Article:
Alternatively, head to the cages: to give your catcher's mitt some early reps before it's easy to close, Rembielak suggested putting on your catcher's gear and trying to catch balls from the pitching machine where it won't matter if the ball drops.
How to Care for Your Broken-In Baseball or Softball Glove
1.Pay Attention to the Laces.
Capen has one glove that he's been using for 13 years. The reason it's still usable, he said, is that he keeps his eye on the laces.
"Because the laces are also leather, they are naturally going to soften up as well. When they do, it does make the glove a little more floppy", he said. By manually tightening the laces, you can keep the shape of the glove over time.
"Wherever it's loose, follow along with the lace and just tighten it little by little", he said. He also recommended paying close attention to the fingers of the glove, which tend to loosen up the most.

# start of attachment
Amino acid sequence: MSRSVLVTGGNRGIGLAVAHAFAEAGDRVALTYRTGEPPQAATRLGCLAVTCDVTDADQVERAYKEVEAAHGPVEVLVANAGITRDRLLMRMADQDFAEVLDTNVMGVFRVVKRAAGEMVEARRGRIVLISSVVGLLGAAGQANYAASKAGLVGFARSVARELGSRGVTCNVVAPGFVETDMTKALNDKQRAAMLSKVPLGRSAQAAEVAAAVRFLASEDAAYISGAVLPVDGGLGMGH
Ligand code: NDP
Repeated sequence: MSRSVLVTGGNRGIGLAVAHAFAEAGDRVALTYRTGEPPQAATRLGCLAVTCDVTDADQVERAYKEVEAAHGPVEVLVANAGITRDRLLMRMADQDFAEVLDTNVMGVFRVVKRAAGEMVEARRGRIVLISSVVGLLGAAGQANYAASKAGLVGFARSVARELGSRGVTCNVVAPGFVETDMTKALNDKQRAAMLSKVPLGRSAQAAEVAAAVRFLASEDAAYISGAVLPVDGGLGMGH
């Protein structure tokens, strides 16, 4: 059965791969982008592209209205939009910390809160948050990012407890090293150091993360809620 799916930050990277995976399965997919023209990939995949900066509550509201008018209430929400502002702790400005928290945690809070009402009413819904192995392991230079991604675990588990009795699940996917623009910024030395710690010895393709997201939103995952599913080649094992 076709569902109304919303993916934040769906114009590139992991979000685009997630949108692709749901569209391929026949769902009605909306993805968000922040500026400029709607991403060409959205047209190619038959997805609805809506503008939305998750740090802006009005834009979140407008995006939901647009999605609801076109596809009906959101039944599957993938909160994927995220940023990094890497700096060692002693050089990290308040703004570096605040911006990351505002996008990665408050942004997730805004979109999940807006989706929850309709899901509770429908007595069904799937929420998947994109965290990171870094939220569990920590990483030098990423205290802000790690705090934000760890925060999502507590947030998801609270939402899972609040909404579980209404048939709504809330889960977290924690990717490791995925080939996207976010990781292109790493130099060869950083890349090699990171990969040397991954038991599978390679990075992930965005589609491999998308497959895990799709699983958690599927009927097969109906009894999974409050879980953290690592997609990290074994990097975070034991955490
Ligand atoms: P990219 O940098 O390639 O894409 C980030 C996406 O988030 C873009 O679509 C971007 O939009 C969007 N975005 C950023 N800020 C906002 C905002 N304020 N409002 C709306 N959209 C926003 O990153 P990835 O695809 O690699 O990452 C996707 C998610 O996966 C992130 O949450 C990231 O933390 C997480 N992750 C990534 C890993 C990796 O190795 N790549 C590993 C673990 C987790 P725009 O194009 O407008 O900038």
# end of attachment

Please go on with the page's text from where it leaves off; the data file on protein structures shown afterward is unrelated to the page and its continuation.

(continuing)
2.Don't Leave the Glove in Your Bag.
When you toss your glove in your bag, Rembielak said, it can fold any way it wants. Instead of keeping an open pocket and closing around the ball the way you want it to for catching, the glove can become creased and close at different angles.
If you're worried about losing the glove, Rembielak said, store it in the bag in a way that will maintain the pocket. For example, put a ball in the pocket and wrap a strap or rubber band around the base of the glove, not the fingers. The strap shouldn't pull the fingers together into a pinched shape, but rather should wrap the pocket around the ball.
3.Store Your Glove on a Flat Surface With the Palm Facing Down.
To help keep the glove from turning into a pancake, take it out of your baseball or softball bag when you get home and store it on a table or shelf, Rembielak said. The thumb and little fingers should be on the flat surface (such as a table or shelf) and the pocket should face down towards the table In this position, the glove pocket will stay open.
4.Sparingly Use Oil—or Other Common Household Items.
If sections of the glove start to look dry, some players apply glove oil to keep the glove supple. If you do this, Capen said, do so sparingly—don't soak the glove in oil that will stay greasy. Instead, use it in small amounts just on the dry spots.
Avoid using shaving cream to soften a glove. While this was once a popular tactic, largely due to the lanolin oil found in the cream, today's shaving creams can have a drying effect on a baseball or softball glove.
Words by Greg Presto